Stroll to the official Vineyards of Style after party located at LAVO Nightclub and enjoy open bar from     9 p.m. - 10 p.m. Present your Vineyards of Style wristband at the door for entry.

Ticket prices are $20 advance and $25 at the door inclusive of taxes and fees. To purchase tickets visit any Venetian or Palazzo Box Office, call 1-866-641-SHOW or visit www.venetian.com or www.palazzolasvegas.com.



Thursday, November 19

Vineyards of Style from 6 p.m. - 9 p.m.

After party & open bar at LAVO Nightclub from 9 p.m. - 10 p.m.



The 2nd Level of The Shoppes at The Palazzo

Check-in located in front of Chloé and Piazza Sempione

The Palazzo

3325 Las Vegas Blvd. South

Las Vegas, NV 89109

26 Oct 2009 06:49 am

Come and leisurely indulge in a fabulous 4-course dinner at Andre’s Monte Carlo; if you’re a lover of cognac than this night is not to be missed. As an after dinner treat, enjoy the cognac with a cigar in the lounge.

Please call 702.798.7151 for reservations or make them online. On Thursday, November 12th, the cocktail reception starts at 6:30pm and the dinner will follow at 7:00pm. Dinner is $185 per person.



Sidecar with Versange, VSOP



mango relish, brioche toast

Duboigalant, XO, Fine Champagne, France



en croûte

Mosel, Riesling, XO, Germany





wild mushrooms, creamed pumpkin & spinach

poivrade sauce

Noah Patriarch, Armenia



dulce de leche ice cream

Germain-Robin, XO, Select Barrel, United States

after-dinner in the Lounge


Andre’s Private Label, 50yr Blend, France

23 Oct 2009 08:06 am

Pumpkins, especially at this time of year, are more famous for sitting on porches than they are for sitting on plates. Still, they’re just as festive chopped into treats as they are carved into tricks.

That’s because a pumpkin isn’t actually a Jack-o’-lantern until it’s hollowed out and carved for Halloween into a kooky, crooked-looking face. Until then — before it’s got downward slanting eyebrows and big, square-shaped teeth — it’s not a Jack-o’-lantern at all. It’s a squash, and squash aren’t scary. They’re scrumptious.


Although the idea of eating pumpkins is new to many people, who are used to decorating with pumpkins but not devouring them, it’s actually very old. In fact, Native Americans — who regularly dried strips of pumpkin, which they then wove into mats — often roasted long strips of pumpkin over an open flame, then ate them as snacks. When the Pilgrims came to the New World and discovered them, however, is when pumpkins really began transforming from gourd into gourmet cuisine. After all, colonists were responsible for making not only the first pumpkin pie — they supposedly made it by slicing the top off a pumpkin, removing the seeds, filling the inside with milk, spices and honey, then baking the entire pumpkin in the hot ashes of a dying fire  — but also pumpkin soup and even pumpkin beer.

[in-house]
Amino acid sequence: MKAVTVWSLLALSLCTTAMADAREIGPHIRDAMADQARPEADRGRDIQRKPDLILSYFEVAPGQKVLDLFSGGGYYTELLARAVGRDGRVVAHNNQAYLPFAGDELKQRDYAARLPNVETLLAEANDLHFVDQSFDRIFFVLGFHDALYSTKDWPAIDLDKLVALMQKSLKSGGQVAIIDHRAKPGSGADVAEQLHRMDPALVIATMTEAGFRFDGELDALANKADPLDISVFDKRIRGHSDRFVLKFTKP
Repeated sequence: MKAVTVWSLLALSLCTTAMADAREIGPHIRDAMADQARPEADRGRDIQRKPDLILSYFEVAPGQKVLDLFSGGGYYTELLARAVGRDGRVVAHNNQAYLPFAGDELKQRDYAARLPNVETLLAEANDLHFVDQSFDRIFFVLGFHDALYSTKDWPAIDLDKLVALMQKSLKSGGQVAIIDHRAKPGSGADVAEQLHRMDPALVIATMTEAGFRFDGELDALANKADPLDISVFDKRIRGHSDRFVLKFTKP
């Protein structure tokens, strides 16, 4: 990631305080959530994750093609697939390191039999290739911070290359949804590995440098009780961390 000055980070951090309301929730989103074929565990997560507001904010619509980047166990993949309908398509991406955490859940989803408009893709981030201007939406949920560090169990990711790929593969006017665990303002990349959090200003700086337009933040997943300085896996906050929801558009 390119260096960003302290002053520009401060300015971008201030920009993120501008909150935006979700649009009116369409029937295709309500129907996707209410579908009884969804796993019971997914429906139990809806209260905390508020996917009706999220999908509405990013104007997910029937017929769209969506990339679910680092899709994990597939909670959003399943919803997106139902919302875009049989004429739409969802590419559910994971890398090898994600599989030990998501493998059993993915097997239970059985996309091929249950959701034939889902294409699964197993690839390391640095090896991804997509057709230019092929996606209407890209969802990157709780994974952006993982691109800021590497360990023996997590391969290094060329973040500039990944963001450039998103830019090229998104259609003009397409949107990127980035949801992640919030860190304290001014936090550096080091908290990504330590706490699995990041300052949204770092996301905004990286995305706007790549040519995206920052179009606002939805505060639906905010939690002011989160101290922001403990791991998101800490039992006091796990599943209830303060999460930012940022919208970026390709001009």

Jack-o’-lanterns came later. Irish immigrants made them out of turnips to honor a myth about a man nicknamed “Stingy Jack,” who, according to legend, played a series of tricks on the devil and was therefore barred from both heaven and hell, forcing him to wander the earth with only a burning piece of coal, which he kept inside a hollowed out turnip, to light his way. When Irish immigrants came to America, they found that pumpkins were more plentiful and more affordable than turnips. So, they began using those as Jack-o’-lanterns, instead.

Pumpkins are still super plentiful and super affordable, which is all the more reason to try not only carving them, but also eating them. Instead of pumpkin pie, try making pumpkin cheesecake, or adding cooked mashed pumpkin to your favorite muffin or cake recipes, which will be more moist thanks to the pumpkin. For something more savory than sweet, try mashed pumpkin instead of mashed potatoes, pumpkin-filled pasta — ravioli or tortellini, for instance — or roasted pumpkin, sliced and then cooked in a high-temperature oven with olive oil and sea salt.

Speaking of roasting, don’t forget the pumpkin seeds. Known as “pepitas,” they can be toasted on a cookie sheet in a low-temperature oven, then eaten as snacks.

However you decide to prepare your pumpkin, now’s the time to do it, as 80 percent of the pumpkin supply in the United States is available in October. Whether you get yours at the grocery store or the pumpkin patch, choose smaller, so-called “sugar” pumpkins for eating and never eat a pumpkin that’s been carved into a Jack-o’-lantern. The best pumpkins will be blemish free, have their stems in tact and have a dull, not shiny, finish.

22 Oct 2009 09:39 am

Saturday, November 7th

First Annual Whole Foods Market Quickfire Challenge

12-2pm FREE


Cheer on some of TravelsinTaste.com’s favorite Las Vegas chefs including Jet  Tila, Renee Lenger, Kudeep Sing and Jean Paul Laabadie!

Whole Foods Market, Henderson is holding a Quickfire Challenge in true Top Chef style! Celebrating the launch of Quickfire wines sold at Whole Foods Market, Henderson, and featured on this season of Top Chef - Las Vegas, five executive chefs will be competing to be named the First Annual Whole Foods Market Quickfire Champion.

Customers are invited to taste the wine and observe the Chefs in action. They will be delivered a Quickfire challenge and must create a dish for the judging panel within one hour. This is sure to be an exciting competition!

Competing Chefs:

- Jet Tila - Wazuzu

- Rene Lenger - Switch

- Jean Paul Labadie - Marché Bacchus

- Kuldeep Singh - Origin India Restaurant and Bar

- Bianca Freeny - Whole Foods Market

Celebrity Judges Panel:

- Carrot Top

- Denise Valdez - KLAS News Anchor